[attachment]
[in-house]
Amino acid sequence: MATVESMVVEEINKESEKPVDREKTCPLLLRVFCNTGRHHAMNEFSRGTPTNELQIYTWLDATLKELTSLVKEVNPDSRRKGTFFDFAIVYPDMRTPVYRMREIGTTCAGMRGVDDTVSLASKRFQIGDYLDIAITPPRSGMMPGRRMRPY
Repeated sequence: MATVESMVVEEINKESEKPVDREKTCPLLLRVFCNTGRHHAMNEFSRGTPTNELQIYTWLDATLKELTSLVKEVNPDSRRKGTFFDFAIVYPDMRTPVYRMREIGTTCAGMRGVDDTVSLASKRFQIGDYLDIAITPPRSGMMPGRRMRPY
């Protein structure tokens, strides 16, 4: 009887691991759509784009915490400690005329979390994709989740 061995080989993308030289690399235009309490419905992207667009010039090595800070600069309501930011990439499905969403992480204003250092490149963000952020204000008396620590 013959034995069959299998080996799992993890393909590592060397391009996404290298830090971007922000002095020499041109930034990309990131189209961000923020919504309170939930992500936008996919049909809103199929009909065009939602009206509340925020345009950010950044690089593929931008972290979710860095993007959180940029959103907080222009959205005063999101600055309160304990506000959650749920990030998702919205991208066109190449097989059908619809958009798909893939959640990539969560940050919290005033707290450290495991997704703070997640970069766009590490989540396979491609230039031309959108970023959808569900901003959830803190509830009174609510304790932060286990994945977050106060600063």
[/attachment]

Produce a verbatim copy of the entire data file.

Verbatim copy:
[in-house]
Amino acid sequence: MATVESMVVEEINKESEKPVDREKTCPLLLRVFCNTGRHHAMNEFSRGTPTNELQIYTWLDATLKELTSLVKEVNPDSRRKGTFFDFAIVYPDMRTPVYRMREIGTTCAGMRGVDDTVSLASKRFQIGDYLDIAITPPRSGMMPGRRMRPY
Repeated sequence: MATVESMVVEEINKESEKPVDREKTCPLLLRVFCNTGRHHAMNEFSRGTPTNELQIYTWLDATLKELTSLVKEVNPDSRRKGTFFDFAIVYPDMRTPVYRMREIGTTCAGMRGVDDTVSLASKRFQIGDYLDIAITPPRSGMMPGRRMRPY
């Protein structure tokens, strides 16, 4: 009887691991759509784009915490400690005329979390994709989740 061995080989993308030289690399235009309490419905992207667009010039090595800070600069309501930011990439499905969403992480204003250092490149963000952020204000008396620590 013959034995069959299998080996799992993890393909590592060397391009996404290298830090971007922000002095020499041109930034990309990131189209961000923020919504309170939930992500936008996919049909809103199929009909065009939602009206509340925020345009950010950044690089593929931008972290979710860095993007959180940029959103907080222009959205005063999101600055309160304990506000959650749920990030998702919205991208066109190449097989059908619809958009798909893939959640990539969560940050919290005033707290450290495991997704703070997640970069766009590490989540396979491609230039031309959108970023959808569900901003959830803190509830009174609510304790932060286990994945977050106060600063």